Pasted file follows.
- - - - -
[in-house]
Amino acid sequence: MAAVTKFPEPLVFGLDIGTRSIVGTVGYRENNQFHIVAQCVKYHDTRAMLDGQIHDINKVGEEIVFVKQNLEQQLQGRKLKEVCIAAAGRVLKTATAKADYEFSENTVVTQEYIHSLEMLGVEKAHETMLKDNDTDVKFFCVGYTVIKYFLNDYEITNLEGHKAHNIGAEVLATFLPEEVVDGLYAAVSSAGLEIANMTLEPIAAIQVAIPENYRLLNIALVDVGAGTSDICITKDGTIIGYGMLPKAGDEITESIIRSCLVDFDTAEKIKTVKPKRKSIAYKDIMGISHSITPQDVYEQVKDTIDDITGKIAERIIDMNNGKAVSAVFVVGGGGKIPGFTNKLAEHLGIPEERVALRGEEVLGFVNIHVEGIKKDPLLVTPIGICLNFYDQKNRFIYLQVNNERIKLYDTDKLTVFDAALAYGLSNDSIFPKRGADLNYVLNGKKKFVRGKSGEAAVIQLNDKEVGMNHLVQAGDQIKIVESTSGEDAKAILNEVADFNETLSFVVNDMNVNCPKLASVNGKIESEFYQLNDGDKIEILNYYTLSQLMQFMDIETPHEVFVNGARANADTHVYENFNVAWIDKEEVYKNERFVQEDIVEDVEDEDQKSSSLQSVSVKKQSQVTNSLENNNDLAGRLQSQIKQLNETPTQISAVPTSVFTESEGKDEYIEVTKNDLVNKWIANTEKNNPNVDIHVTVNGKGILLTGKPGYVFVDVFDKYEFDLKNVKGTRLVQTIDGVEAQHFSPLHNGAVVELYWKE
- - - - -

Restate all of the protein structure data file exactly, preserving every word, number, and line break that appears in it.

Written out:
[in-house]
Amino acid sequence: MAAVTKFPEPLVFGLDIGTRSIVGTVGYRENNQFHIVAQCVKYHDTRAMLDGQIHDINKVGEEIVFVKQNLEQQLQGRKLKEVCIAAAGRVLKTATAKADYEFSENTVVTQEYIHSLEMLGVEKAHETMLKDNDTDVKFFCVGYTVIKYFLNDYEITNLEGHKAHNIGAEVLATFLPEEVVDGLYAAVSSAGLEIANMTLEPIAAIQVAIPENYRLLNIALVDVGAGTSDICITKDGTIIGYGMLPKAGDEITESIIRSCLVDFDTAEKIKTVKPKRKSIAYKDIMGISHSITPQDVYEQVKDTIDDITGKIAERIIDMNNGKAVSAVFVVGGGGKIPGFTNKLAEHLGIPEERVALRGEEVLGFVNIHVEGIKKDPLLVTPIGICLNFYDQKNRFIYLQVNNERIKLYDTDKLTVFDAALAYGLSNDSIFPKRGADLNYVLNGKKKFVRGKSGEAAVIQLNDKEVGMNHLVQAGDQIKIVESTSGEDAKAILNEVADFNETLSFVVNDMNVNCPKLASVNGKIESEFYQLNDGDKIEILNYYTLSQLMQFMDIETPHEVFVNGARANADTHVYENFNVAWIDKEEVYKNERFVQEDIVEDVEDEDQKSSSLQSVSVKKQSQVTNSLENNNDLAGRLQSQIKQLNETPTQISAVPTSVFTESEGKDEYIEVTKNDLVNKWIANTEKNNPNVDIHVTVNGKGILLTGKPGYVFVDVFDKYEFDLKNVKGTRLVQTIDGVEAQHFSPLHNGAVVELYWKE